Using mobile technology is new to vending, but we must jump ahead of the curb or our niche consumer will go elsewhere. There is plenty of competition to the vending and micro market space – convenience stores, quick serve restaurants, even some drugstores selling food and snacks. Still vending and micro markets have a strong hold in the workplace because they are on-site. The captive audience uses the unattended retail because it’s convenient and hopefully a great taste and value. But there is a dark cloud on the horizon. Food delivery services ordered by mobile device.
One, now many
I recently read an article about Drizly – a liquor delivery service in the Boston, MA and Chicago, IL markets that allows consumers to order and pay via their phones for alcohol that is then delivered to their location. This is a novel idea in my area. Previously, mobile device delivery was only done by chain quick service restaurants, such as Jimmy John's Gourmet Sandwiches. With newer apps, smaller restaurants, delis, even that local coffee shop that only serves soup and sandwiches now have the ability to add mobile ordering. Then one of the benefits of the vending and micro market goes away.
With start-ups jumping on the mobile delivery bandwagon, I see more potential competition for vending.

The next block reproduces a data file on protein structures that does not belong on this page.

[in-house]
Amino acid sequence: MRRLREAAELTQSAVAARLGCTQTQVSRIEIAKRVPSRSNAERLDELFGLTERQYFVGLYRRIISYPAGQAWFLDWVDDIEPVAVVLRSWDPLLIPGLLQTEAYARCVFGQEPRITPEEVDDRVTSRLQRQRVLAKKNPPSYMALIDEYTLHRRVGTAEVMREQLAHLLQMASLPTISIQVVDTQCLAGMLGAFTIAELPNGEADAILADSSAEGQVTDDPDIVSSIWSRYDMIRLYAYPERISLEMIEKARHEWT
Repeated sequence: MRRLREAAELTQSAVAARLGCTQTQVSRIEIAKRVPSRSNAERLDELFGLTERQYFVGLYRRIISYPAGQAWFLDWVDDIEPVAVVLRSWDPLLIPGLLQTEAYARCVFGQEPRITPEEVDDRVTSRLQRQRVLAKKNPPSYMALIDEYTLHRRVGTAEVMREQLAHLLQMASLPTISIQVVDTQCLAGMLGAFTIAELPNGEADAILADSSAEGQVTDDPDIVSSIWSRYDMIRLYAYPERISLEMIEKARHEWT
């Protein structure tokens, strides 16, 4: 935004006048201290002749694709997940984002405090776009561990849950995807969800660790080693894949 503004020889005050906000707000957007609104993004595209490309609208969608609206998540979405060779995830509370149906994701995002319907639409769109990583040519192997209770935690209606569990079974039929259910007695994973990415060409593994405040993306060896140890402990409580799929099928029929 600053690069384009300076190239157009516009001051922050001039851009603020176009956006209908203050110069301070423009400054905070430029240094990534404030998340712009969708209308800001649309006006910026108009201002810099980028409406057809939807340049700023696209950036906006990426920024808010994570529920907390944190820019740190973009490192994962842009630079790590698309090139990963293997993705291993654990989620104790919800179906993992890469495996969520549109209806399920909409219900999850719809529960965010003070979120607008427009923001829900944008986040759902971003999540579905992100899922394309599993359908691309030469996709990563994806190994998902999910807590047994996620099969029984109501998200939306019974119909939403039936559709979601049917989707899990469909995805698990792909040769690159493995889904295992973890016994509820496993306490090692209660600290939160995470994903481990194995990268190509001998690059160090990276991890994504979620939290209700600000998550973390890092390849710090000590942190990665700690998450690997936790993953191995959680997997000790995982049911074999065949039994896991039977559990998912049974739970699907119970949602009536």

Old one – two punch
How does the industry fight back? First, make sure the vending and micro market area is as good as it can be – meaning the products there are what should be there. Using data to determine best sellers isn’t just good for the ROI of a business, but also, if the products match the consumers, they will return. I’m an iced tea drinker, especially in summer, but I’ve been to locations full of soda choices in the vending machine and not a single iced tea, despite the growing ready-to-drink tea trend. I’m not trying to point fingers, but show that using trends and your-own vending sales data will put the products your customers want at the point of sale, which in turn will keep them coming back (and more money in your pocket).
The second is to jump on the mobile bandwagon. I truly believe this is a great opportunity for vending to leapfrog ahead of other food service. If you have a commissary, think about allowing end users to “preorder” off your commissary menu the day before. If you don’t, embrace other mobile benefits, such as mobile payments and discounts, two things that according to research done by the National Restaurant Association, consumers are looking for from a food retailer.
I’ve written before about the surge in mobile and how I think it will benefit vending if enough people embrace it, but seeing new companies who have a mobile presence makes me anxious. Operators can’t afford to be as cautious as they have been in the past. In my opinion, mobile is vending’s fresh battery to keep it going and going and going.